By law, SSDI benefits are available to workers suffering from disabling psychological conditions as well as those suffering from disabling physical conditions. Obviously, however, it’s more difficult to prove a psychological disability than a physical illness. Early symptoms are not likely to be accurately assessed, and the extent of any psychological condition may be tricky to determine. Disability claims examiners are not doctors. They may not understand the full extent of mental illnesses such as manic depression or ADHD, or they may simply be personally prejudiced against disability claims made by adults who appear to be able-bodied.
When determining eligibility for Social Security Disability, the Social Security Administration relies on a set of disability listings (the “Blue Book”) to classify mental conditions that range from depression to autism, ADHD, learning disabilities, and intellectual developmental disorder. The Blue Book outlines criteria that these conditions must meet to be judged “disabling.” But even if you or a loved one suffer from a mental disorder that isn’t “disabling” on the basis of the Blue Book criteria, you may still be able to receive disability payments. If you can prove in court you can’t reliably perform a simple, unskilled job due to emotional, psychological, or neurological issues, you can probably receive SSDI benefits.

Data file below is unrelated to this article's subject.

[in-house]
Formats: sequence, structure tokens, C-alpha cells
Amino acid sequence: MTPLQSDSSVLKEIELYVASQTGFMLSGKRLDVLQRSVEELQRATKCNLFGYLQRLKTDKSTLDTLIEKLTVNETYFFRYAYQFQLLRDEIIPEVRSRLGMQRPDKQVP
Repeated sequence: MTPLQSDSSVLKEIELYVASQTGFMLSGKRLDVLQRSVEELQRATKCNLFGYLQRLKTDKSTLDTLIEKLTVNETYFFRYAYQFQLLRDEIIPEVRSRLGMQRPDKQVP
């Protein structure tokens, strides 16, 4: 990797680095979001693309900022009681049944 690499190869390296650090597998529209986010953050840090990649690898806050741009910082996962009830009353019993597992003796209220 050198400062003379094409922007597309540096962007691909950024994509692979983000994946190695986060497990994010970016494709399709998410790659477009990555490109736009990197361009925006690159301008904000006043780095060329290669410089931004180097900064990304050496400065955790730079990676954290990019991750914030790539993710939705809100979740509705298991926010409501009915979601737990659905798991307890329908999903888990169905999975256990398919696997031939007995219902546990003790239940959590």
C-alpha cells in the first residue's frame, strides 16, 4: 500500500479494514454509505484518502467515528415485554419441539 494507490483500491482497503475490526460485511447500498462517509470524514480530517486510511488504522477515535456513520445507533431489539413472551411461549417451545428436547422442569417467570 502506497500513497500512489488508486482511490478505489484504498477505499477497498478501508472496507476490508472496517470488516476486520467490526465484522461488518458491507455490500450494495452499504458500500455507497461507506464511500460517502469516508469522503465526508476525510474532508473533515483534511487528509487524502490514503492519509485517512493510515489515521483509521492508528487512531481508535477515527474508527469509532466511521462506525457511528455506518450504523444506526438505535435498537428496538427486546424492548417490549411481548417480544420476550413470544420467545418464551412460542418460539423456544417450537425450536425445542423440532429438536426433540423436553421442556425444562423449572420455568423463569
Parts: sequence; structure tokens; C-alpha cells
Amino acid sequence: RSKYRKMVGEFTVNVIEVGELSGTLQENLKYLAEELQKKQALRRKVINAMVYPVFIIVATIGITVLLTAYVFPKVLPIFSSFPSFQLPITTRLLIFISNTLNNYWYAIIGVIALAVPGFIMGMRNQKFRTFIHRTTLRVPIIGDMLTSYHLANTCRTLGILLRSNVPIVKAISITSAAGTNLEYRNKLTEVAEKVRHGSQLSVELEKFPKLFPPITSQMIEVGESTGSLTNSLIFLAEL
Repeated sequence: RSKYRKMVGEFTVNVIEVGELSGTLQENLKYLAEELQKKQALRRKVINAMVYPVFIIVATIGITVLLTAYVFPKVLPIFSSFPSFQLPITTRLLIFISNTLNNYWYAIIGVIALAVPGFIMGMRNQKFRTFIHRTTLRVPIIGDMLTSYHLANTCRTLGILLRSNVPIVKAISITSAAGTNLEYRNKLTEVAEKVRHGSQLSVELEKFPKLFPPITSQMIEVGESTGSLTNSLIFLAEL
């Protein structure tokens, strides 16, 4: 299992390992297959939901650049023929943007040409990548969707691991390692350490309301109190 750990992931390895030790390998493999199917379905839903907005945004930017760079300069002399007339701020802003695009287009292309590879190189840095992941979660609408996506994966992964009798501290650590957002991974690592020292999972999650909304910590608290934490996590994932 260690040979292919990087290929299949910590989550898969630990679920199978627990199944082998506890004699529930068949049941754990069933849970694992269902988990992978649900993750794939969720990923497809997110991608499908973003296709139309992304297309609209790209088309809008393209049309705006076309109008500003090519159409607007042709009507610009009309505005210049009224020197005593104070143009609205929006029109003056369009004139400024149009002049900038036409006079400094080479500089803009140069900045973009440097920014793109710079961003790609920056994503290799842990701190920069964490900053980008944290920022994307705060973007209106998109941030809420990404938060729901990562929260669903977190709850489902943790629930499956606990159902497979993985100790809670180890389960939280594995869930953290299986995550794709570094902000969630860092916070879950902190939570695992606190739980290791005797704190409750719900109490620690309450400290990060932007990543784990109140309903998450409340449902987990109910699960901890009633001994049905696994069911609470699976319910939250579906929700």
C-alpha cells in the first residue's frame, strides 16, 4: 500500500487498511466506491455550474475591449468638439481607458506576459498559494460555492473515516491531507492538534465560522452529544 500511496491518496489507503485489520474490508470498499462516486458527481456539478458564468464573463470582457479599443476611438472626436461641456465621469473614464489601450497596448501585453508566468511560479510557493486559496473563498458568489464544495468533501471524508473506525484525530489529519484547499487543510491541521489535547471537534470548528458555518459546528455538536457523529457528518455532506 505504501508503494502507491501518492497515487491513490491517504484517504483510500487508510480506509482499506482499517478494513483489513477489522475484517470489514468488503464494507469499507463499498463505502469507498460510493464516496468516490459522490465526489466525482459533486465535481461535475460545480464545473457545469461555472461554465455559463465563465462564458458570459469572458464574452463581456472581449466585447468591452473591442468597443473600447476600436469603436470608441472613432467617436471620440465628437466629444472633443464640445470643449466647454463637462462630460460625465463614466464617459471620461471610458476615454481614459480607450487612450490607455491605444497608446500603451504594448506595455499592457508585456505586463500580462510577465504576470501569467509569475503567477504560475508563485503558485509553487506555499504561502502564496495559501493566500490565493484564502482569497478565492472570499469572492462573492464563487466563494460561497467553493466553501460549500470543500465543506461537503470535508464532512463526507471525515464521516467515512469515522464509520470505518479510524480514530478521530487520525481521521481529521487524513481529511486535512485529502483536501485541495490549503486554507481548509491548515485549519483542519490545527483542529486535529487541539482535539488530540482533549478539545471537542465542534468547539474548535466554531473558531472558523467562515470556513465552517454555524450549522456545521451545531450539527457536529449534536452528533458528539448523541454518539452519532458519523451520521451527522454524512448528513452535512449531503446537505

The Blue Book defines the conditions recognized by Social Security as intrinsically disabling; Social Security concedes that anyone suffering from an intrinsically disabling condition is unable to work. The disability examiner will determine if a disability applicant’s symptoms meet the criteria of any specific mental condition listed in the Blue Book. Mental disabilities listed in the Blue Book include: schizophrenia, autism, anxiety, depression, ADHD, bipolar disorder, and intellectual developmental disorder.
A Social Security disability attorney can help your case with evidence and with expert testimony. If you suffer from any disability that prevents you from working (whether or not it’s listed in a Blue Book), speak right away with a good SSDI attorney. Your SSDI lawyer will guide you step-by-step through the appropriate steps and will fight for the financial compensation that is rightfully yours.